By this point, I’m pretty sure everyone and their mother has watched The Mandalorian (except my own mother, who only watches PBS). It’s a popular show, and for a good reason: it takes the western-cowboy movie vibes of A New Hope and runs with it, letting us see a grittier side of everybody’s favorite space fairy tale kingdom. It’s got a cute little Yoda-species kid, a more fleshed-out version of the mysterious Mandalorian Boba Fett, and plenty of epic gunfights. As a result, the spaceship that hauls around Mando (a.k.a. Din Djarin), the Razor Crest, has become almost as recognizable as the TIE Fighter or the X-Wing. And just like those venerable ships, the Razor Crest has received the epic treatment from Jarek Książczyk (Jerac), a master Star Wars LEGO builder.
This thing is amazing, with lights, interior seating, room for Mando’s bounties, and plenty of opening compartments to store stuff, like extra blasters and explosives. Even though the perfect shot almost makes it seem like it should be, it is not a render, but this is a real-ABS creation, weighing in at nearly seven pounds. It also took five months to build, which is crazy. Every angle is lovingly captured, the surfaces smooth just the way they should be (compare this to the official LEGO Razor Crest playset), and stickerless. Jerac uses the canopy from the official set, but then scales the whole thing up appropriately. Three minifigs can sit in the cockpit (perhaps not in comfort, but they can fit). The only inaccuracy I can see here is that there’s no chrome ball for the Child to covet (though the light grey lever arm serves well enough).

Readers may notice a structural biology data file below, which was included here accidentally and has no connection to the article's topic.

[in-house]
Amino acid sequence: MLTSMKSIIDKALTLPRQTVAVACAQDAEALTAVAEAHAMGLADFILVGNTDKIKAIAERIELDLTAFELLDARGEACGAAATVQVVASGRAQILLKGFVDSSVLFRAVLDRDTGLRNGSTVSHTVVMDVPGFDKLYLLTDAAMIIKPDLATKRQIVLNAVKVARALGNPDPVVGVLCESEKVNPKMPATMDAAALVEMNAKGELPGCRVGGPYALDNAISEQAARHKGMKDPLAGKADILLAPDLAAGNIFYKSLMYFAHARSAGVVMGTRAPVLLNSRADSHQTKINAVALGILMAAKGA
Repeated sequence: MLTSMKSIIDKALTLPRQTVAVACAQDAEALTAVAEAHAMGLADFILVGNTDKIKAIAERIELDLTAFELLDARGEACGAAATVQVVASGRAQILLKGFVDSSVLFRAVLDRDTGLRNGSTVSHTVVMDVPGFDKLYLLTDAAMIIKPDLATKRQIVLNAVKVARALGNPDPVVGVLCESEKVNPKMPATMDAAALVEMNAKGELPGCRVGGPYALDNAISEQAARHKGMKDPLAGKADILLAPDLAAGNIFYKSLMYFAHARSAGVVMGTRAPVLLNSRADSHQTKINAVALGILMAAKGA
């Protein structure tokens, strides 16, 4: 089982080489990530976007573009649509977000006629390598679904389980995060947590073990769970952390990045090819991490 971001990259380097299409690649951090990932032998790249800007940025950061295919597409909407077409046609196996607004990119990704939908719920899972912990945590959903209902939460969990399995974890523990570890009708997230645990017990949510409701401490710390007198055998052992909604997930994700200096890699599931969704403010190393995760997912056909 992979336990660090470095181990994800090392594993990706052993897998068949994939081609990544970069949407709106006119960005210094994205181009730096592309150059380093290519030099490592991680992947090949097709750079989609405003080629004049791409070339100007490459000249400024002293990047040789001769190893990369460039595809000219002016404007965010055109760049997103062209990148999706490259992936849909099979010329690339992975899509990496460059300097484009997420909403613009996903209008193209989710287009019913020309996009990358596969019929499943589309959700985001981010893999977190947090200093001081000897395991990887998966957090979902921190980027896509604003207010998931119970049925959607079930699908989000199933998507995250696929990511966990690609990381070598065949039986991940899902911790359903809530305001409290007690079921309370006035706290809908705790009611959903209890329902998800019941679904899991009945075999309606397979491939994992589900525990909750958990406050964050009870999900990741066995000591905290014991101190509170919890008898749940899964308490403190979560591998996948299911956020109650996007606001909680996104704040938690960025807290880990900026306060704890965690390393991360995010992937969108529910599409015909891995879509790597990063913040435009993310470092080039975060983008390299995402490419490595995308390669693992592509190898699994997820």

We see Mando walk out of all sorts of doors in the Razor Crest, and Jerac has included them all.
There are the side doors on each side, as well as the large ramp in the back, perfect for pushing some levitating blocks of carbonite out of.
The minifigure skis make some great engine nozzles, too, visible in this shot. The smooth surface of the ship is nearly studless, which I love, though now I expect Jerac to create versions of the ship in all the different conditions we see her in: blasted by other ships, crashed onto ice planets, eaten by spiders, and all that. For some reason, the Millennium Falcon can crash through mineral walls, slam through forests of snowy trees, and take every sort of hit and remain perfectly fine and flyable, but the Razor Crest shows all her scars and limps through the stars. Either it’s just not as sturdy, or it’s a more realistic side of Star Wars, the gritty, hardscrabble side of things, where folks drive beaters with hyperdrives. That being said, I do not think we shall see a better minifigure-scale version of Mando’s ship than Jerac’s creation, not for all the beskar in the galaxy.
Love the Razor Crest as much as Din Djarin did? Then check out other custom LEGO Razor Crest versions, in all sorts of scales. And check out other LEGO models inspired by The Mandalorian. Jerac has built many amazing LEGO Star Wars vehicles over the years, so check out our archives of Jerac’s LEGO builds here on TBB. This is the way!
Ok, and just one more shot of this ship, since I can’t resist: